Clinical reagent (HDL cholesterol determination).
- Dextran sulfate is a polyanionic derivative of dextran produced by esterification of Dextran with chlorosulphonic acid. The sulfur content is approximately 17% which corresponds to an average of 1.9 sulfate groups per glucosyl residue of the dextran molecule. Dextran sulfate sodium (DSS) is the sodium salt which is a white to off-white powder freely soluble in water and salt solutions to form a stable, clear solution. The high purity and reproducible quality enables its application in pharmaceuticals and biotechnology industry.
- Dextran sulfate is used asa nucleic acid hybridization accelerant. The polyanionic character of Dextran sulfate helps to approximate nucleic acid strands, increasing their effective concentration to each other and promoting hybridization. Dextran sulfate also demonstrates a sequestering interaction with proteins, presumably through hydrogen-bonding between the sulfate groups and amine groups of the protein that generates an insoluble complex. The ability of the polymer to precipitate fibrinogen and low-density lipoproteins from plasma solutions has been used for analysis and for anticoagulant applications. Dextran Sulfate Sodium (DSS) which has proven to have versatile value in Biomedical/clinical research. DSS can be used to study Colitis (Inflammatory Bowel disease) as well as an antiviral as agent.Oral administration of dextran sulfate induces colonic inflammation in a mouse model of inflammatory bowel disease (IBD). Acute, chronic, and relapsing models of IBD can be induced by varying the concentration and administration frequency of dextran sulfate.
- Dextran sulfate sodium shows immunologically relevant activities: enhancement and suppression of humoral immunity, polyclonal activation of B-lymphocytes, stimulating even immature B cells, changes in thymocyte reactivity to lectins, enhancement/suppression of cell-mediated immune responses. Precipitates LDL and VLDL lipoproteins - in the presence of magnesium ions, dextran sulfate precipitates low-density lipoproteins from human serum leaving the high-density lipoproteins in the supernatant. Removal of lipoproteins by dextran sulfate precipitation may be useful in the purification of other materials such as beta 2 glycoprotein.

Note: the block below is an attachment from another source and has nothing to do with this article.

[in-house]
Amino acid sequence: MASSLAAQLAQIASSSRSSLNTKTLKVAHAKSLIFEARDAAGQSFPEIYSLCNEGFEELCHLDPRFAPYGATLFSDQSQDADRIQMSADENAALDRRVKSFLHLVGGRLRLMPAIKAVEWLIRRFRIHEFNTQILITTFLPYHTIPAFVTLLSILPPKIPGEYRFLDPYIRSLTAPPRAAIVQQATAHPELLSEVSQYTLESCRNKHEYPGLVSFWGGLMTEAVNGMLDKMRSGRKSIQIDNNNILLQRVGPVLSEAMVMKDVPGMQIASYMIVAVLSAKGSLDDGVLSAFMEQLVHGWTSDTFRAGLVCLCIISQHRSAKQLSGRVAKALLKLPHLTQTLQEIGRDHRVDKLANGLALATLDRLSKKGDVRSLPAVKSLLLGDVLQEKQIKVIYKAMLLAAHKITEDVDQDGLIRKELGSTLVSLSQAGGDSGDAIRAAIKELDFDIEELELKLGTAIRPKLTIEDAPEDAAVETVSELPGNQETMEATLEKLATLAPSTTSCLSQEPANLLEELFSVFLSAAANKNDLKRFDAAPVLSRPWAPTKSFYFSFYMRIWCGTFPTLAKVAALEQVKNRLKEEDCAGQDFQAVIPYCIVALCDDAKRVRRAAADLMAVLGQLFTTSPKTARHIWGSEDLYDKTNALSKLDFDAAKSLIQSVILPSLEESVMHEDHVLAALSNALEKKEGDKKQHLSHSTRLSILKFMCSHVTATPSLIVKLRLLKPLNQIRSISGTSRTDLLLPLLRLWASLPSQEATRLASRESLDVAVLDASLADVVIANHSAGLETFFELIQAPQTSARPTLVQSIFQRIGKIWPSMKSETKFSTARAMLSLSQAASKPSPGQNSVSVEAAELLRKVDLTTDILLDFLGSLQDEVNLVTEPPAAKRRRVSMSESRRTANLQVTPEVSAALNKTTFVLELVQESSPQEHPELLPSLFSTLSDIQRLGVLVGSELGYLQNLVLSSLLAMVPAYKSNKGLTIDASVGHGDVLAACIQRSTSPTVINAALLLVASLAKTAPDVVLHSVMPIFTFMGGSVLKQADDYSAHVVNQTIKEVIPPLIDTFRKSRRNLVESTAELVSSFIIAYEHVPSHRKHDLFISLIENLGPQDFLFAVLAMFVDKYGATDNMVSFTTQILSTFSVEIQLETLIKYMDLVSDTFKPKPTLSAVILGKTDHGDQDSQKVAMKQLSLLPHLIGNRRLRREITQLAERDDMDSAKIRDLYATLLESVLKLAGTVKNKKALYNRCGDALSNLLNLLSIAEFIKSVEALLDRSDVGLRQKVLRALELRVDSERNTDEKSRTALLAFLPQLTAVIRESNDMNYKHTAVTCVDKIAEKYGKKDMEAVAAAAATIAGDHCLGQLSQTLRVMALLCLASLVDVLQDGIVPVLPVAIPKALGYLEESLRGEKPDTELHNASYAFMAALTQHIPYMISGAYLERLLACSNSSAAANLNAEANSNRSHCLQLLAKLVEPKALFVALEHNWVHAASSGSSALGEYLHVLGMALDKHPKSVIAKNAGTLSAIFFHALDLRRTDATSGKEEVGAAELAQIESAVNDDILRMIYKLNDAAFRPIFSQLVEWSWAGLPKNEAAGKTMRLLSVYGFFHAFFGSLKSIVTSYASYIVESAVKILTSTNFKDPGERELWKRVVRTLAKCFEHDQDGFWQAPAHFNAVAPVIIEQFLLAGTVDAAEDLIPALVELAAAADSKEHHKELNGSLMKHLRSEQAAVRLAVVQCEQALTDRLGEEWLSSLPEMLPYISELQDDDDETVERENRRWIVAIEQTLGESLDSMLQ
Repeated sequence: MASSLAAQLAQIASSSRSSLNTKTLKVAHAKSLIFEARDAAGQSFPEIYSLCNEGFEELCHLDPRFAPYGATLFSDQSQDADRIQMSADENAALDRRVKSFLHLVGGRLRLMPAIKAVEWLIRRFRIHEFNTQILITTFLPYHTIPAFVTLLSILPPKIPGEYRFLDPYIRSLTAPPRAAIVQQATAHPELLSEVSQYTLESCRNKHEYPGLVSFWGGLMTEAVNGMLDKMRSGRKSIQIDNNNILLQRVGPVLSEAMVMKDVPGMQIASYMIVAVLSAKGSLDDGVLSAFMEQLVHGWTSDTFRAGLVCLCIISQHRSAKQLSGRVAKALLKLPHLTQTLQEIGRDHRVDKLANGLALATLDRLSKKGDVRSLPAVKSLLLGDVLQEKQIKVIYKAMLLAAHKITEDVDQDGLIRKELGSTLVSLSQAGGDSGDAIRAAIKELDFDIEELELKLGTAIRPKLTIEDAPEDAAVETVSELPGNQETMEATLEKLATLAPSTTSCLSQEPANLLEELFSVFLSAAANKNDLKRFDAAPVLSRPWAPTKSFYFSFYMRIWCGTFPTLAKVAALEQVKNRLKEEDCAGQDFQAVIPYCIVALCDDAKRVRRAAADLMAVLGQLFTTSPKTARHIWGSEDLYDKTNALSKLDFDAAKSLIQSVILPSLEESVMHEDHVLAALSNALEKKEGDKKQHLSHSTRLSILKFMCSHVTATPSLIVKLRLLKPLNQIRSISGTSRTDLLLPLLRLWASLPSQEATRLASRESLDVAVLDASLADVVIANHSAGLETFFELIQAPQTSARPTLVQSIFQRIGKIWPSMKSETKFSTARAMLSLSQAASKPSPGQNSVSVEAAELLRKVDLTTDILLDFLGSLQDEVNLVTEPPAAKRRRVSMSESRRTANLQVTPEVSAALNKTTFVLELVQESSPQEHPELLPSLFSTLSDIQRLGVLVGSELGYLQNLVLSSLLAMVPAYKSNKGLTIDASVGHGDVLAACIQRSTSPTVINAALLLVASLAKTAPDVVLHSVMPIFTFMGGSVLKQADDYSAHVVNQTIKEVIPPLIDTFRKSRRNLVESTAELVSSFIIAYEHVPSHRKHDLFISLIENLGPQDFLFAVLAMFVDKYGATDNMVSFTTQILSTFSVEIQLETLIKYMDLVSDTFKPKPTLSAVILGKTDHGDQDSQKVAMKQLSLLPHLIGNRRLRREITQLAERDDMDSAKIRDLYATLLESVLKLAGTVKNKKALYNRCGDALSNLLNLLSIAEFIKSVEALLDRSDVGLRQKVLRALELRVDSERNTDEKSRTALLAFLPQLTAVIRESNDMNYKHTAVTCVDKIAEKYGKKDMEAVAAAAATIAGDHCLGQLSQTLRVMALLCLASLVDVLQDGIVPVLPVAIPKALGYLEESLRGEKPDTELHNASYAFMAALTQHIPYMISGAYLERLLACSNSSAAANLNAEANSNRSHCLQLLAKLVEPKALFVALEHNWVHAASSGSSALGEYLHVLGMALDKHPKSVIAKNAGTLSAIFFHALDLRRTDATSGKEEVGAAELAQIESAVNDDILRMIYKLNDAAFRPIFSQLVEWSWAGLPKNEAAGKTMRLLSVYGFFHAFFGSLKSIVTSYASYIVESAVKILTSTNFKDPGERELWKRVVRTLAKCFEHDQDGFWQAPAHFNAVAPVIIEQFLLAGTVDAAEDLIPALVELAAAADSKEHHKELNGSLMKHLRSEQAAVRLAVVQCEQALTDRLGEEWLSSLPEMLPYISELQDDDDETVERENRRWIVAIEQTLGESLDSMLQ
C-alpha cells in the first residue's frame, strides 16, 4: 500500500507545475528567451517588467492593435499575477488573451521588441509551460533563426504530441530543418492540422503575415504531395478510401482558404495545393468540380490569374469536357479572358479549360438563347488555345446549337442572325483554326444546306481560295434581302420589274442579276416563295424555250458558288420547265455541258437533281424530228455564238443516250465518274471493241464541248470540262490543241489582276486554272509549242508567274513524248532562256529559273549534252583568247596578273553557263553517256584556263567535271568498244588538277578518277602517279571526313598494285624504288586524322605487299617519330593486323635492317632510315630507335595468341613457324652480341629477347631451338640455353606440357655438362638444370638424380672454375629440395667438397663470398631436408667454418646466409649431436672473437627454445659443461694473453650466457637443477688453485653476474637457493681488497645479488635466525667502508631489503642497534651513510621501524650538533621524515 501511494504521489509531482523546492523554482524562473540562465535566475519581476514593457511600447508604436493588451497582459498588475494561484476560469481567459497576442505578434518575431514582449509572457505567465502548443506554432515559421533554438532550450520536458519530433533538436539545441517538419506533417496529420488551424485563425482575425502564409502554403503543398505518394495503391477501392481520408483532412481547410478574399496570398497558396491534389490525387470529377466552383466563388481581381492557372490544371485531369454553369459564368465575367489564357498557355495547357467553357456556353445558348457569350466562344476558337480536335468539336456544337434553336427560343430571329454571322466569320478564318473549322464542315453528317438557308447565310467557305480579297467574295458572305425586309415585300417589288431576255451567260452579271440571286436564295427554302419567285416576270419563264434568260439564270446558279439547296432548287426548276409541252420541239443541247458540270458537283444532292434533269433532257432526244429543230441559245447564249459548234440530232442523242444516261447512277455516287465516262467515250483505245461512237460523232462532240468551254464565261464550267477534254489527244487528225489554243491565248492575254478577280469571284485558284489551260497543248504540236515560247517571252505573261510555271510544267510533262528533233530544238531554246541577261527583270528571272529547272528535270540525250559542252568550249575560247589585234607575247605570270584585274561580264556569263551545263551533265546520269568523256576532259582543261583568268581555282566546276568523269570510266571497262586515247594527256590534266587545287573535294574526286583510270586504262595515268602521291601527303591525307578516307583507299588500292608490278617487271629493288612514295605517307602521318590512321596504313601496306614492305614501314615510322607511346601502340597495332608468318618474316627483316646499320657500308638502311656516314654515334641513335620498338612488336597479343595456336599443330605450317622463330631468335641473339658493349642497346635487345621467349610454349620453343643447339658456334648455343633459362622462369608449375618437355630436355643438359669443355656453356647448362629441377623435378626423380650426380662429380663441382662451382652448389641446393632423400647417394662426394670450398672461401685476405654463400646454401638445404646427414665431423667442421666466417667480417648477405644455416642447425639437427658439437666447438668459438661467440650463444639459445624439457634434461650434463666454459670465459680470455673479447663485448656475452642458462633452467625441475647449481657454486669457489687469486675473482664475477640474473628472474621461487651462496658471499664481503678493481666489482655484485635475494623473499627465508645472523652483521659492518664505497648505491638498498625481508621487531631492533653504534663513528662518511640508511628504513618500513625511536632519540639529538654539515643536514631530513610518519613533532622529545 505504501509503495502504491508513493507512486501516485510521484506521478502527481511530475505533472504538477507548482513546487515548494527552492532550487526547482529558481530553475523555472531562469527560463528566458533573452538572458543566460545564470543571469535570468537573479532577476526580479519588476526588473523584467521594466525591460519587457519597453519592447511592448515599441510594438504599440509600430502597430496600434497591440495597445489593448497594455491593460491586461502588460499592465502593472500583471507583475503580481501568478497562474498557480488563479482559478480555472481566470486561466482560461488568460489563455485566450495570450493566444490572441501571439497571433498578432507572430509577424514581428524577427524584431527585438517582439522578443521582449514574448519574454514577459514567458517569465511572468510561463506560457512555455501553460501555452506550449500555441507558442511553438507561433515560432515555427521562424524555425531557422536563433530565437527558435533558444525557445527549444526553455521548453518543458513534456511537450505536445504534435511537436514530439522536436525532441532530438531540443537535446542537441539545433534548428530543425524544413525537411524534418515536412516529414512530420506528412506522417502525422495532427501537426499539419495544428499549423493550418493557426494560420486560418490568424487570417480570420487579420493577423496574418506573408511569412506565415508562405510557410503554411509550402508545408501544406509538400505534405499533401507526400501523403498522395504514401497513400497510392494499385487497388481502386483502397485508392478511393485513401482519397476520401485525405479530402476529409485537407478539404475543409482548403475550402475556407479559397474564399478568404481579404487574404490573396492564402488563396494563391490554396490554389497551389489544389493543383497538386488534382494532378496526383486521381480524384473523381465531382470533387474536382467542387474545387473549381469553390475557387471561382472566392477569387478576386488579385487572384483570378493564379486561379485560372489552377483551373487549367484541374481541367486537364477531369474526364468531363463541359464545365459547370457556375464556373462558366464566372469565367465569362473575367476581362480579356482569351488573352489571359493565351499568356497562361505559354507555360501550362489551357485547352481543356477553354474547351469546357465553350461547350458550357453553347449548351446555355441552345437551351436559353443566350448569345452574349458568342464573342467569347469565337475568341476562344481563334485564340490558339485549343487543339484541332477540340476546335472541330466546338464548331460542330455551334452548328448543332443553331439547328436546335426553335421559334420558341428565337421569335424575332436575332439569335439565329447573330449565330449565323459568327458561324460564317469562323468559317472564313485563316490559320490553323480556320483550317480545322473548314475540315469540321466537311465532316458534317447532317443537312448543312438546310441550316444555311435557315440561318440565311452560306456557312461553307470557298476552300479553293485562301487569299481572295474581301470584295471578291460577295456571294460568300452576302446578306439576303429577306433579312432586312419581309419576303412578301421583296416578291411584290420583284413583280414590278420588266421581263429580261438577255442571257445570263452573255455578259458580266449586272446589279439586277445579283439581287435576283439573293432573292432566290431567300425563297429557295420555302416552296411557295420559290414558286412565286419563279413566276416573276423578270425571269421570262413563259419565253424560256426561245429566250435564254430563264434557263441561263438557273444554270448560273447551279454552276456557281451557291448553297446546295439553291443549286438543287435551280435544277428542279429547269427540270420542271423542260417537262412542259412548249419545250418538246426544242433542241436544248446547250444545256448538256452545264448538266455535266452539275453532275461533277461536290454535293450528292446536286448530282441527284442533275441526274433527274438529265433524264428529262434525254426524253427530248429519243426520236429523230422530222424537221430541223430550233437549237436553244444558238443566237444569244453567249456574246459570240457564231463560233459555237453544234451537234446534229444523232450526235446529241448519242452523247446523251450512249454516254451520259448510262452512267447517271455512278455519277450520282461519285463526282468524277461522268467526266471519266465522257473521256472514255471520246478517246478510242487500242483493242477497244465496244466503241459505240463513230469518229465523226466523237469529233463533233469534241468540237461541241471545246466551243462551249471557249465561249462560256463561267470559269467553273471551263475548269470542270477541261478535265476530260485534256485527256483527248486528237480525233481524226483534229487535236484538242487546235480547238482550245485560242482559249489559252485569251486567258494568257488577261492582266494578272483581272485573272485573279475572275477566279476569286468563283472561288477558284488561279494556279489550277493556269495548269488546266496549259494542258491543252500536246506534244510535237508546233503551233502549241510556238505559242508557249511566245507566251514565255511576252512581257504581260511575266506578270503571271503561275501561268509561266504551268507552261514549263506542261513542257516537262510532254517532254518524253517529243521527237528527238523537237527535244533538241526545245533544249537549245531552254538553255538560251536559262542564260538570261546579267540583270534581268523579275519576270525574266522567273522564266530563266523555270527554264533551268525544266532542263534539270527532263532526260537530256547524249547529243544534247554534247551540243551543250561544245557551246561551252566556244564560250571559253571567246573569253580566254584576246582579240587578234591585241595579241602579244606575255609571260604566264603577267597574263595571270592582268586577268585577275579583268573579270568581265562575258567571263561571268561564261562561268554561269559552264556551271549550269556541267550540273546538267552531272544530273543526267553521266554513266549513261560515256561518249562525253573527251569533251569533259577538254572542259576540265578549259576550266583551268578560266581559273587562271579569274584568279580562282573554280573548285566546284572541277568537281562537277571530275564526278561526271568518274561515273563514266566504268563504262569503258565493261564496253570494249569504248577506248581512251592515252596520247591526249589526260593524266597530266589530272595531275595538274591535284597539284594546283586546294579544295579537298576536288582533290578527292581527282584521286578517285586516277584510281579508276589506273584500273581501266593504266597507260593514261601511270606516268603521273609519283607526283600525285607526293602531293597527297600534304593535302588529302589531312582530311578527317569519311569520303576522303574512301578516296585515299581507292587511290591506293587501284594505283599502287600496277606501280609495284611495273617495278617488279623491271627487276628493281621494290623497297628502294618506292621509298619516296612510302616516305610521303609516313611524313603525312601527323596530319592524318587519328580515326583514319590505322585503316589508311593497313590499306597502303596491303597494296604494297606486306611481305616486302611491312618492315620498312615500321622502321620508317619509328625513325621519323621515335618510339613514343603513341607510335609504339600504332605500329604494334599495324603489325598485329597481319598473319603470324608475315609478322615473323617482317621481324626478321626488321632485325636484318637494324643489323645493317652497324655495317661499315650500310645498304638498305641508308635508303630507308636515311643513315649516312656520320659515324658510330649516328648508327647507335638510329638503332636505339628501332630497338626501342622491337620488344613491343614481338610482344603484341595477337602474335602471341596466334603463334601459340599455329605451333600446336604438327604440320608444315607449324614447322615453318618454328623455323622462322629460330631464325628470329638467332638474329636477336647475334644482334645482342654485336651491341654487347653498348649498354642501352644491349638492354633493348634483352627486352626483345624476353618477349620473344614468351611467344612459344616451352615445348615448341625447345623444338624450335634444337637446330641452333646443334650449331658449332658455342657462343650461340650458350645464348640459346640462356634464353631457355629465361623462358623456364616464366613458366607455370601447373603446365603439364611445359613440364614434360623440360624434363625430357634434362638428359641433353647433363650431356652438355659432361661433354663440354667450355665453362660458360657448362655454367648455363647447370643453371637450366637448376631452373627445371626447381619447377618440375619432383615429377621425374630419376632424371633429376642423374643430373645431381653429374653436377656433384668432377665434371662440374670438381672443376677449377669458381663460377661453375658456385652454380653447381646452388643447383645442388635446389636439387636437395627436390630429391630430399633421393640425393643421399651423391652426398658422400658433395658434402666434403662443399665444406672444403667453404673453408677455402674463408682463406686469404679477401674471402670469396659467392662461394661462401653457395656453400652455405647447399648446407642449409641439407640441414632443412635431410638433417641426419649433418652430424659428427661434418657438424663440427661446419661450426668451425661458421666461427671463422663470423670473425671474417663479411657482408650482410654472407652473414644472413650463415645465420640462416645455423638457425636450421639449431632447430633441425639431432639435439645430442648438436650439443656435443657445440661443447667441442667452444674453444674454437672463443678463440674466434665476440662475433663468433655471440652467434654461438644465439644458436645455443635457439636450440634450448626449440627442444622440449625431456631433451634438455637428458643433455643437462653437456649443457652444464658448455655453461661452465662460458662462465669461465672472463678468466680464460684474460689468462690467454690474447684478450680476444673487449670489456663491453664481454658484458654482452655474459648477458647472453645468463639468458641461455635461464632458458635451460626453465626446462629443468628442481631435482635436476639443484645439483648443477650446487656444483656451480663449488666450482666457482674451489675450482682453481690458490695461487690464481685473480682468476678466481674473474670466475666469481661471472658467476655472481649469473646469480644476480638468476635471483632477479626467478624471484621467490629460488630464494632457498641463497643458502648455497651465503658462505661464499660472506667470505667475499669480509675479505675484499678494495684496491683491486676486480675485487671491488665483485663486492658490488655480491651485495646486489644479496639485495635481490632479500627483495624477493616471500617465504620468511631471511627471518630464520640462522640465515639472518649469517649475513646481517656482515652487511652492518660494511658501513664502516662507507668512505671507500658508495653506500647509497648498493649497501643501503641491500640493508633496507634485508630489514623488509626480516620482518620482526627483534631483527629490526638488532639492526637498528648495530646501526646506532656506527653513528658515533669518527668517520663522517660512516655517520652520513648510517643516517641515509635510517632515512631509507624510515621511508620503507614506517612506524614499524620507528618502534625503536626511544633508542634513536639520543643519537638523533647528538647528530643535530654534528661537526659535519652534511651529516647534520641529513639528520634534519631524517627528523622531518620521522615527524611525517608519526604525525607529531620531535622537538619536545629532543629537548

White to off-white powder
Dextran sulfate (dextran hydrogen sulfate, sodium salt) has been tested as a potential substitute for heparin in anticoagulant therapy. Following studies by Ingelman, Walton and Ricketts explored the anticoagulant properties of a wide range of dextran sulfates (Mw 7000 to 458000) and established that the lowest molecular weight products displayed the highest anticoagulant properties. However, at best this only represented 15% of heparin's activity.
With the introduction of low-dose heparin therapy for thrombosis prophylaxis in the 70's, interest in low molecular weight polyanions has been rekindled and reports on interactions with individual enzyme/inhibitor systems in the coagulation cascade have appeared.
Dextran sulfate immobilized on cellulose has been found to remove LDL cholesterol preferentially during plasmaphoresis.
Its wide spectrum of biological properties has attracted the attention of many scientists. The reports may be grouped according to the following biological effects.
- Enzyme inhibition, activation and release
- Adjuvant effect on immune response
- Cellular interactions and response
- Effect on virus infectivity
The toxicity of these products had been recognized at an early stage. Nevertheless, a low molecule weight fraction with Mw 7000 and S, 16% was considered to be qualitatively similar to heparin. Preliminary clinical trials were unfortunately discouraging and revealed severe adverse reactions, notably, stiff and painful joints, skin eruption, loss of hair and gastro-intestinal symptoms. In chronic toxicity studies in animals, retardation in weight gain and osteoporosis with spontaneous fractures were observed. It should be noted that the doses in the clinical trials corresponded to 1.3 g/day, which is approximately tenfold that used in current heparin therapy.
More recently attention has been focussed on the toxicity of orally administered substance. Supplements of 0.25% and 0.5% for 82 weeks in rats did not increase the incidence of infection or tumours. Higher doses (1–10%) resulted in mortality and tumours. Apart from dosage, the toxicity is also dependent on Mw. Adsorption studies in the gut using a wide range of dextran sulfates (3000–200000) suggest only a small proportion of the dose is absorbed. Intravenous administration has also been investigated. The inhibition of metastasis by dextran sulfate (Mw 6–7 x 10 3 , DS approx. 2) has been tested clinically but the 5 year survival rate in lung cancer was not improved. Tests for mutagenicity and cytogenicity of low MW dextran sulfate proved negative.